COMMUNICATING IN A DIVERSE WORK ENVIRONMENT
“I do not want my house to be walled in on all sides and my windows to be stuffed. I want the cultures of all the lands to be blown about my house as freely as possible. But I refuse to be blown off my feet by any.”
After completing this chapter, you should be able to:
- Understand the role of culture in shaping perspectives.
- Learn ways to succeed in a global environment.
- Appreciate that in life, familiar scripts do not apply in international communication.
- Learn ways to resolve conflicts that arises out of cultural differences.
- Understand methods for interacting effectively in cross-border virtual teams.
Observing a business or social setting in the modern world, one can easily find the presence of many heterogeneous groups. Whether it is a classroom, an IT company, a multinational office, or a business process outsourcing (BPO) unit, globalization has indeed made an irreversible foray into our lives and these heterogeneous groups can represent different countries, cultures, and languages. For the purpose of effective functioning, it becomes imperative that these divergent groups are merged into a singular unit and that is why intercultural communication has gained immense importance in the business world. When varying cultures collide in the workplace, regardless of origin, the mannerisms and habits that the individuals were brought up with and consider socially acceptable can result in friction. This friction can start in personal relationships, but could interfere with productivity and customer relationships.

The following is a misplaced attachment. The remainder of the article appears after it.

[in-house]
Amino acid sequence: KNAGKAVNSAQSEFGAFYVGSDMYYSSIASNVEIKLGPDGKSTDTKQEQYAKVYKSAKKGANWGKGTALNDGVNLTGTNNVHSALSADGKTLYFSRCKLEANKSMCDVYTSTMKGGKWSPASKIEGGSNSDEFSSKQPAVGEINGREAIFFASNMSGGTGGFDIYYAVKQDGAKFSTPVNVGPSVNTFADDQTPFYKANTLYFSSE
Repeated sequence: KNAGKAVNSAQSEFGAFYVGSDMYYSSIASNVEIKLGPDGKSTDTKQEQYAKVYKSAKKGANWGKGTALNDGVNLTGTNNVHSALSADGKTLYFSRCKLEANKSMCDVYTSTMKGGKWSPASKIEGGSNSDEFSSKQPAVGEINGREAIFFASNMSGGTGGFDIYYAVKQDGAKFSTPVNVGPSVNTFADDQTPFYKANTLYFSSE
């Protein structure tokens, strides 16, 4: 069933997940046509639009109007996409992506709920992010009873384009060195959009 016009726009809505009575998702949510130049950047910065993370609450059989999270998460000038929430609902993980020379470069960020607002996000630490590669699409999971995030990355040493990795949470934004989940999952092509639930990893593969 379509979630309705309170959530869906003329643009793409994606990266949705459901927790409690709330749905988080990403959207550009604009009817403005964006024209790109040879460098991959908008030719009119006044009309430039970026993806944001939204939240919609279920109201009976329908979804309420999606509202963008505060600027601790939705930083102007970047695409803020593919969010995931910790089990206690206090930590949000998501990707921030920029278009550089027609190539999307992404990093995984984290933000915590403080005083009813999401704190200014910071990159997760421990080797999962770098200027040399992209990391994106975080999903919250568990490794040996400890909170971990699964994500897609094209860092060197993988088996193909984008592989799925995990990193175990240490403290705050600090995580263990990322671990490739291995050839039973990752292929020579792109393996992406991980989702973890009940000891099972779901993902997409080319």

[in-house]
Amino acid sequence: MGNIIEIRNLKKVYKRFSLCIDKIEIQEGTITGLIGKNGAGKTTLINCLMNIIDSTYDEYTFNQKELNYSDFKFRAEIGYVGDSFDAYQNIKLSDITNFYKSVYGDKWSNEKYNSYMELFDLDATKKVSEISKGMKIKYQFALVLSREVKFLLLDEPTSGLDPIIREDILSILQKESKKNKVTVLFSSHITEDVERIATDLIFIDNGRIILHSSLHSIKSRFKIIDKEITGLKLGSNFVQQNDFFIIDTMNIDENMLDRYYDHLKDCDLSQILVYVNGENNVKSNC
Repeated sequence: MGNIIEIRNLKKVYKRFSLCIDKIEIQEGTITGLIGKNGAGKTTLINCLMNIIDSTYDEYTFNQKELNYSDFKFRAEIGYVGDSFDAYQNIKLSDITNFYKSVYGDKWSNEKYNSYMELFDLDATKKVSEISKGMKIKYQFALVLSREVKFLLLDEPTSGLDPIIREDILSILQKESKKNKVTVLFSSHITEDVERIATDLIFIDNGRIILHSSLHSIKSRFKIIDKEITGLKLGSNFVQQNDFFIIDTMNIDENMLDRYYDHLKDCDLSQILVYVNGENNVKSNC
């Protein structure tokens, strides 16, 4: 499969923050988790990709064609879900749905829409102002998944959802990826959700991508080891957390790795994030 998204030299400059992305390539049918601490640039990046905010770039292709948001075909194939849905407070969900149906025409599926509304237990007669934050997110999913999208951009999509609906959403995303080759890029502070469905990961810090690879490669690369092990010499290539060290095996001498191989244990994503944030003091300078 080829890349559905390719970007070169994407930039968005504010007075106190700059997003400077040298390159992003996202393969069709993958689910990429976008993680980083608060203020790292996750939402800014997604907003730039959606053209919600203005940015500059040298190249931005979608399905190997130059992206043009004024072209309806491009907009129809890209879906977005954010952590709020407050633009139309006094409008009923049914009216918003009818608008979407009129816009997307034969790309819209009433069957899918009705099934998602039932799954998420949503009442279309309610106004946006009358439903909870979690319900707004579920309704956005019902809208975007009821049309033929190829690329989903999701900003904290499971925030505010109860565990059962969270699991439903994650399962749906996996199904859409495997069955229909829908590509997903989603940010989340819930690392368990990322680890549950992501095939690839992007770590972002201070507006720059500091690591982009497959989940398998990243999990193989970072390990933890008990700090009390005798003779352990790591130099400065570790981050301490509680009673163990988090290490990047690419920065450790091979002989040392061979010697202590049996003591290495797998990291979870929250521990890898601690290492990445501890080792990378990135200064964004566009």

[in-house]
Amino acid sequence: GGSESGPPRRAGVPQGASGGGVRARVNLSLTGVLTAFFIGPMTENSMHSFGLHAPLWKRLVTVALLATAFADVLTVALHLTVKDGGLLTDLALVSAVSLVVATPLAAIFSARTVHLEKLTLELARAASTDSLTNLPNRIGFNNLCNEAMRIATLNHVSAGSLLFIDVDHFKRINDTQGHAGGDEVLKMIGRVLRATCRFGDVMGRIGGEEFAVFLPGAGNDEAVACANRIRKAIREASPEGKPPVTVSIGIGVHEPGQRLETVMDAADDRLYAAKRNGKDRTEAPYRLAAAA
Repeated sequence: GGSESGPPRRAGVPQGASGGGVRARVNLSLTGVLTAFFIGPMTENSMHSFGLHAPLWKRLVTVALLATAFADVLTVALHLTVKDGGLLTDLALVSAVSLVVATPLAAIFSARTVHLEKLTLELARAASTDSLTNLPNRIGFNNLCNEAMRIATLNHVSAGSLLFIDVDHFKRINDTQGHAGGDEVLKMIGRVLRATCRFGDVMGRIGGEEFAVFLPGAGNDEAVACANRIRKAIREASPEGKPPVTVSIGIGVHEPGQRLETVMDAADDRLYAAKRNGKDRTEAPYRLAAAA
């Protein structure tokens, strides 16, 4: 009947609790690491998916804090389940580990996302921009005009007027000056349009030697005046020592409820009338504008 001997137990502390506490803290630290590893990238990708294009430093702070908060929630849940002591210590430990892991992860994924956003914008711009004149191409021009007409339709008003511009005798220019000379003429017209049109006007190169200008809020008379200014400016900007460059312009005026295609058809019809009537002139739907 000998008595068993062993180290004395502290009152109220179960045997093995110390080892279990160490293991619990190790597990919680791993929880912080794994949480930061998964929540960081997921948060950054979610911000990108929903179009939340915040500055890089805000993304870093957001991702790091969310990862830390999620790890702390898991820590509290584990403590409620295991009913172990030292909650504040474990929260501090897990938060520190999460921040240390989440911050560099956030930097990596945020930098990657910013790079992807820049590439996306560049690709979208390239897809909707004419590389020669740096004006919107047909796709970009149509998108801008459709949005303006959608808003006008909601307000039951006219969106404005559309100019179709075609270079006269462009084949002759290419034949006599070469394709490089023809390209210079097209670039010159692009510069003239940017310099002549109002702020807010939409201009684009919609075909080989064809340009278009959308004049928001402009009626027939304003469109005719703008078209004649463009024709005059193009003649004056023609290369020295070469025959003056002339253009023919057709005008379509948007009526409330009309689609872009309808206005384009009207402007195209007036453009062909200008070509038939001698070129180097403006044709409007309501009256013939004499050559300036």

We are all products of our environment. Our educational backgrounds, religious and political affiliations, and family and social relationships are shaped by the environment in which we are brought up. Our philosophical leanings are powerful determinants of how the world perceives us and how we perceive others. We learn to make choices and communicate accordingly. Ways of communicating with those of different ethnicities and cultures can vary and sometimes lead to miscommunication and misinterpretation. The reason for this is that people from other cultures interpret our signs and signals in markedly different ways. This leads to a communication breakdown. Such a situation may be amplified in business situations where many cultures collide.
Consider the following example. When Nikita Khrushchev, the former President of the erstwhile Soviet Union, visited the United States at the height of the Cold War, he greeted the U.S. press with a clasping of his hands, shaking them over each shoulder. This expression was understood to be a sign of greeting in the Soviet Union, symbolizing the embracing of a good friend. But in the United States, this gesture is understood to be the symbol of a winner in a battle; consequently, the U.S. media interpreted it as a sign that the Soviet Union would be victorious over the United States. This incident only exacerbated the cold war, not dissipating the tension as was the intention of the visit!
Managers must become proficient cross-cultural communicators to succeed in a global environment. Effective managers are able to recognize and adapt to different cultures. This assumes particular importance today as most executives are engaged in international assignments.